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Treasury yields climb, with focus on hawkish Fed comments and economic data

U.S. Treasury yields climbed on Friday morning, as investors remained focused on hawkish comments from Federal Reserve officials.

The yield on the benchmark 10-year Treasury note jumped 6 basis points to 1.772% in afternoon trading. The yield on the 30-year Treasury bond moved up a similar amount to 2.11%. Yields move inversely to prices and 1 basis point is equal to 0.01%.

The 10-year yield has spiked since the beginning of year, amid concerns around the Fed tightening monetary policy. The benchmark yield had drifted modestly lower this week before Friday’s rise.

On the data front, December’s retail sales data came in worse than expected on Friday, showing a decline of 1.9%. Economists surveyed by Dow Jones had penciled in a decline of just 0.1%.

Industrial production data for December and the the University of Michigan preliminary consumer sentiment index for January both came in lower than expected. In the report, consumers said they expected inflation to be 3.1% over the next five years.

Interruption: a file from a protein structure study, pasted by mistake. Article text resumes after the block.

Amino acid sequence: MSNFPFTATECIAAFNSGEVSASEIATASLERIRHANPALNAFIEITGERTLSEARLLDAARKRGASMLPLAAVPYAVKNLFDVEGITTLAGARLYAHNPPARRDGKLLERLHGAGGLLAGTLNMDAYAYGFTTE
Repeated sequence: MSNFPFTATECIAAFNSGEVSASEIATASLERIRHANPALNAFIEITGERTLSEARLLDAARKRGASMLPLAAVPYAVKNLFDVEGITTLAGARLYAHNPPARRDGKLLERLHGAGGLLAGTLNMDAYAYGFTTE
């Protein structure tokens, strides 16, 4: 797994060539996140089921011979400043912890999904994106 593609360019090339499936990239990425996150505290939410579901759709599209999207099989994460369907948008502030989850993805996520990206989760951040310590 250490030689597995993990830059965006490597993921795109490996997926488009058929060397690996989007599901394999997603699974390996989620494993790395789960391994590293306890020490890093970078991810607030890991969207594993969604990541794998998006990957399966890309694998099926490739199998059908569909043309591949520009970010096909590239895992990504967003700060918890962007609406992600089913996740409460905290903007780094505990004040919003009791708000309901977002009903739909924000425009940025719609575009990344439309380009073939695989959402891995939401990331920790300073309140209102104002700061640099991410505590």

On Thursday, Philadelphia Fed President Patrick Harker told CNBC’s “Closing Bell” that he believed that interest rates could be hiked three or four times this year.

Earlier that day, Chicago Fed President Charles Evans said he saw three interest rates as most likely this year, but was also open to more.

These developments follow the release of key inflation data. The December producer price index, released on Thursday morning, rose 0.2% month on month, though this was slightly below economists’ forecast of a 0.4% increase.

However, the December consumer price index, which came out on Wednesday, showed a 7% jump year on year. This represented the fastest increase over a 12-month period since 1982.

Peter Toogood, chief investment officer at Embark Group, told CNBC’s “Squawk Box Europe” on Friday that the Fed was “now just being realistic” with its more hawkish comments amid rising pricing pressures.

He said that Fed was “probably trying to talk down bonds, as opposed to necessarily taking the action required and then probably hoping that open-mouth operations can be helpful to stop the very steep curve.”

Stock picks and investing trends from CNBC Pro:

There are no auctions scheduled to be held on Friday.

CNBC’s Jeff Cox and Pippa Stevens contributed to this market report.

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